Grace Church, the Gospel, and a Class on Racial Reconciliation

Let’s play a quick game of word association.  Say the first thing that comes to mind when you hear the word…


Growing up, I probably would’ve said a city in New England, or a so-so college basketball program.  When I entered ministry over five years ago, I’d give you a theological definition to describe God.  Today?  In 2020?  Providence is the reason I sleep soundly at night in the midst of a tumultuous year.

Providence is a close cousin of sovereignty, in that God’s sovereignty is the right and power to do all that He decides to do.  Only God is truly sovereign, for only he contains the independent and supreme power to do as He pleases.  Providence, therefore, is “God’s purposeful sovereignty by which he is completely successful in the achievement of his ultimate goal for the universe.”[1]

The Providence of God is often wrongly seen in a cold way, like a busy parent who says “ just put a band-aid on it, you’ll be fine” to a kid who just scraped his knee.  Rightly seen, it provides peace in the midst of chaos, joy in the midst of suffering.  Rightly used, it’s more like a parent who looks at their child in the eye, with two hands on their face, telling them that everything will be ok.

Providence is the perfect control of a perfect, sovereign Being.  Providence is the fact that God uses imperfect things to bring about his perfect purposes.  Providence is God is working all things for good, even and especially the things we cannot see.  Providence is God using us in all our imperfections in tens of thousands of ways throughout our lifetimes to accomplish his perfect will.  Providence can be confusing at times, but even still, providence is the soft pillow on which we can rest our heads.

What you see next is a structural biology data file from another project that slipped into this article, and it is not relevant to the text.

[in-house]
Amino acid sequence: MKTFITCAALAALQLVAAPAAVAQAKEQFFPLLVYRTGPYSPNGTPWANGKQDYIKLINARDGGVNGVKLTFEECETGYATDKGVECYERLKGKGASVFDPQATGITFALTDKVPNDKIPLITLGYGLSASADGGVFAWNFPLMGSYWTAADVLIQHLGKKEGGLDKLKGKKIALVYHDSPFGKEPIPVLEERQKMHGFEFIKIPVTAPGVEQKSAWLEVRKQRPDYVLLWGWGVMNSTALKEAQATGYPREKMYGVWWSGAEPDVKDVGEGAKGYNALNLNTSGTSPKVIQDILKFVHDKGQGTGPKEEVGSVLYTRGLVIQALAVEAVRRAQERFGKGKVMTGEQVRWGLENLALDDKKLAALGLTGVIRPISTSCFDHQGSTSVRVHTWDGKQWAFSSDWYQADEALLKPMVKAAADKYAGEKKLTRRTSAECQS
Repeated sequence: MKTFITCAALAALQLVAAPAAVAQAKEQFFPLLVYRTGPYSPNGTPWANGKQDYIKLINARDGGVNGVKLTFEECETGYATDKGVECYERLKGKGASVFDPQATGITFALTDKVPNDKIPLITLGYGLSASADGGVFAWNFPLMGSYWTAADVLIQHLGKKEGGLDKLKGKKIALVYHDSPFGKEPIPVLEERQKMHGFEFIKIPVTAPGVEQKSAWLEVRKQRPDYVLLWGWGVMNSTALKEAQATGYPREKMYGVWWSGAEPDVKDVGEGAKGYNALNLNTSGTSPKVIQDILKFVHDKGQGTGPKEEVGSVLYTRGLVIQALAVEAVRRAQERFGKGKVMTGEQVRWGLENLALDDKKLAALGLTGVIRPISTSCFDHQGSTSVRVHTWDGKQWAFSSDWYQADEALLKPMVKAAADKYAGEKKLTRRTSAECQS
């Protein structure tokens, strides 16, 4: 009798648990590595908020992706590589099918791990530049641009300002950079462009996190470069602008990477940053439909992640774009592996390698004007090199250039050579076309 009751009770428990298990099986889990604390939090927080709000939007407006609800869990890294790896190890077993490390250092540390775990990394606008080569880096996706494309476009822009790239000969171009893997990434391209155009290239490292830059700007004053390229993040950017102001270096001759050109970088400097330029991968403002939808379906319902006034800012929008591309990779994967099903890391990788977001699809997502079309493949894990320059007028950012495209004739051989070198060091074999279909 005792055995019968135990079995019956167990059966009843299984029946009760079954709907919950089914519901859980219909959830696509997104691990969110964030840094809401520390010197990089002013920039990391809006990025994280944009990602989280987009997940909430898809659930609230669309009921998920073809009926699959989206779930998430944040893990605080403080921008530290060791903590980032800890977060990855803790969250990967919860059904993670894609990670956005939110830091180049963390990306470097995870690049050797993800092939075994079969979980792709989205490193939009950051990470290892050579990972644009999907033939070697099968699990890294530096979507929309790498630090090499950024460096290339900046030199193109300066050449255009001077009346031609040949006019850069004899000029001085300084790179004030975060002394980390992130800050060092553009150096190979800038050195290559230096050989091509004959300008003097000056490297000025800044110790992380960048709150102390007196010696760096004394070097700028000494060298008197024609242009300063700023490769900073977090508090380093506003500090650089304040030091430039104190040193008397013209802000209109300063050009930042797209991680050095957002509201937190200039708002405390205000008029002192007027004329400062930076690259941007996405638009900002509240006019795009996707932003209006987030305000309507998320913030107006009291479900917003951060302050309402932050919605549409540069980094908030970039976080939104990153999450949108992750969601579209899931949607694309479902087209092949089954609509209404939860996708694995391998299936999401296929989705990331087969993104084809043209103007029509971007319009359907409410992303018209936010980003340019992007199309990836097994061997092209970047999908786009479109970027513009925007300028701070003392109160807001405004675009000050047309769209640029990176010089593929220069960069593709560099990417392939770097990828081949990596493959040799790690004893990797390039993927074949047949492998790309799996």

What’s the reason for this short, theological primer? I believe it is due to God’s providence that this country has had more discussions on race and racial reconciliation in the year 2020 than it has had in the last 50 years.  The wrongful death of one man, one day, in one city, sparked a nation-wide conversation during a time when there were no sports, no school, and no commutes to work.  All the normal distractions of life that often shortens the news cycle of yet another black American being wrongfully killed were gone.  The country couldn’t look pass it, we couldn’t just move on.

You combine this with the fact that the pandemic has changed our entire model of ministry in 2020, like it has for all churches.  We couldn’t do in-person classes beginning in September like we do each Fall at Grace, so we changed things up and offered them on Zoom on weeknights.